Electric XML toolkit: Free and easy to use

Working with XML is often tedious and time consuming. But there's a free toolkit, Electric XML, that simplifies many of these tasks so you can better utilize your time.

A couple of years ago, I was asked to create an application that would monitor changes to program objects our Web application utilizes and would notify us when an object changed so that we could take appropriate action. Basically, this monitoring application runs and generates a report sent via e-mail. It also required the ability to produce an XML file, so it could be easily integrated with a Web front-end.

Well, being an XML newbie, I searched for a toolkit to get me started. I found several different packages that looked great, but The Mind Electric’s ElectricXML (EXML) was the most attractive. It's free and easy to use. Let’s take a closer look at what it can do for you.

How do I… ?
ElectricXML simplifies many facets of working with XML. Here are some of the more common tasks that the product makes easier.

Parse an XML document
Parsing a document using EXML is extremely simple. In Listing A the parseFile() method creates a Document object that accepts a File object in its constructor. From that point, just grab the root element using the getRoot() method and start iterating down the document to grab each child. My document has several attributes that I need to grab to implement the ProgramObject class. One thing to notice is the Elements object shown below. This object implements the Java Enumeration interface so that we may access all of the pgm elements using a collection. This is very handy, because it doesn't require a specific implementation on our part.
Elements elements = root.getElements( "pgm" );

Manipulate an XML document
Using the manipulate() method, the XML document is now reformatted to a different schema. The original intent of this was that we would receive several of the XML files from different clients and then merge them together to form a single report. The same steps apply as parsing: Create a document object; set the root element; and then add elements down the document as you go.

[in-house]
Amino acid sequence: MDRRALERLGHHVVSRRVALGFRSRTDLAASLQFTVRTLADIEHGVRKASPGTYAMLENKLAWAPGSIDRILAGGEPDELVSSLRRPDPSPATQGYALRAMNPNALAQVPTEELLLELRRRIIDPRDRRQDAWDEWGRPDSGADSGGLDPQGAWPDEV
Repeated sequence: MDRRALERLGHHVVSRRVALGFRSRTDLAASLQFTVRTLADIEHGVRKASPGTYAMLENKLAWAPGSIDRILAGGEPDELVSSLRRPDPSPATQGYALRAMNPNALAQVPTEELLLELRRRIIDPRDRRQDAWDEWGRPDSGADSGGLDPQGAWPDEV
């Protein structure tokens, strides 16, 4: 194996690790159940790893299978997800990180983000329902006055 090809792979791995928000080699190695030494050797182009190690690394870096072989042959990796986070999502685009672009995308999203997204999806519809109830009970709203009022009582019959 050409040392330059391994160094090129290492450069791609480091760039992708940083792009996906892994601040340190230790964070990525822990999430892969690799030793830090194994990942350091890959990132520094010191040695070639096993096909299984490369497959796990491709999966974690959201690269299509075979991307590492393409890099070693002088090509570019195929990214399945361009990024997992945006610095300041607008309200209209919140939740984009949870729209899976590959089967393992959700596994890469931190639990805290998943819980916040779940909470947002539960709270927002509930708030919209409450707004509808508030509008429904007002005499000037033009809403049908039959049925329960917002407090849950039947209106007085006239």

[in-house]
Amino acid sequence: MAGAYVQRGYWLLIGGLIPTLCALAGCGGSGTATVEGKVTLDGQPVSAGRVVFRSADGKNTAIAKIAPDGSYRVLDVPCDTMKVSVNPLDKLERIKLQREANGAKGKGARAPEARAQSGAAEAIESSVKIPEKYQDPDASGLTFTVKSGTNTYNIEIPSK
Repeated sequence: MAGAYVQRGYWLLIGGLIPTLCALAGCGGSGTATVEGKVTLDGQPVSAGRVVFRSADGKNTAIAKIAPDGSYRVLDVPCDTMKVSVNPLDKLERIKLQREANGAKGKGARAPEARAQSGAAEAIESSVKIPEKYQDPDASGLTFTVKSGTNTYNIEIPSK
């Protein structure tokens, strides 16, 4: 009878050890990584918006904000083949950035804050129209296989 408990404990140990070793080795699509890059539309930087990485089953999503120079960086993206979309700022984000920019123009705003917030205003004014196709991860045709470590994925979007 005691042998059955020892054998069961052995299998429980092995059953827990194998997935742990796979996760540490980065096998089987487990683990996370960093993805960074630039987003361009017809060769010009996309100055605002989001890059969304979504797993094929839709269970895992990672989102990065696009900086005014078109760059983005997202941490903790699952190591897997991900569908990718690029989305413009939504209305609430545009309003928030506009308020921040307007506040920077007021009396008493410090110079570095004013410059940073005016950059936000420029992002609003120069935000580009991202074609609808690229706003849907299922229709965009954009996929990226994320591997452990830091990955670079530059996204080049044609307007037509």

Write to an XML document
By far, writing to an XML document is easiest to do using EXML. Once you've created a document object with one line of code, you call the write() method using a file object again as the parameter.

(EXML has several other features that come with the package, and I encourage you to take a look at the examples included in the distribution.)

EXML in action
When I created my application, I set it up to produce a document with output that looked like the example in Listing B. If you notice, each pgm element has an id attribute, and several sub-elements. You may be wondering, “Why do you need an ID?” This is intentional, so that I can build a hashtable of program objects and use the ID as a key. You see, in the iSeries/AS400 world, you can have several objects named identically. Due to the nature of the iSeries, each object has an Object Type that sets the same-named objects apart from each other. This report is then parsed and put into another file on the server.

Wrap up
If your shop needs a very fast, simple—and let’s not forget, free—XML package, EXML is definitely worth the consideration. The package has removed some of the complexity of XML to make reading, writing, and manipulating XML much more efficient. Also, if you like what EXML has to offer, but want an even more robust collection of XML tools, I would encourage you to take a look at their commercial version.


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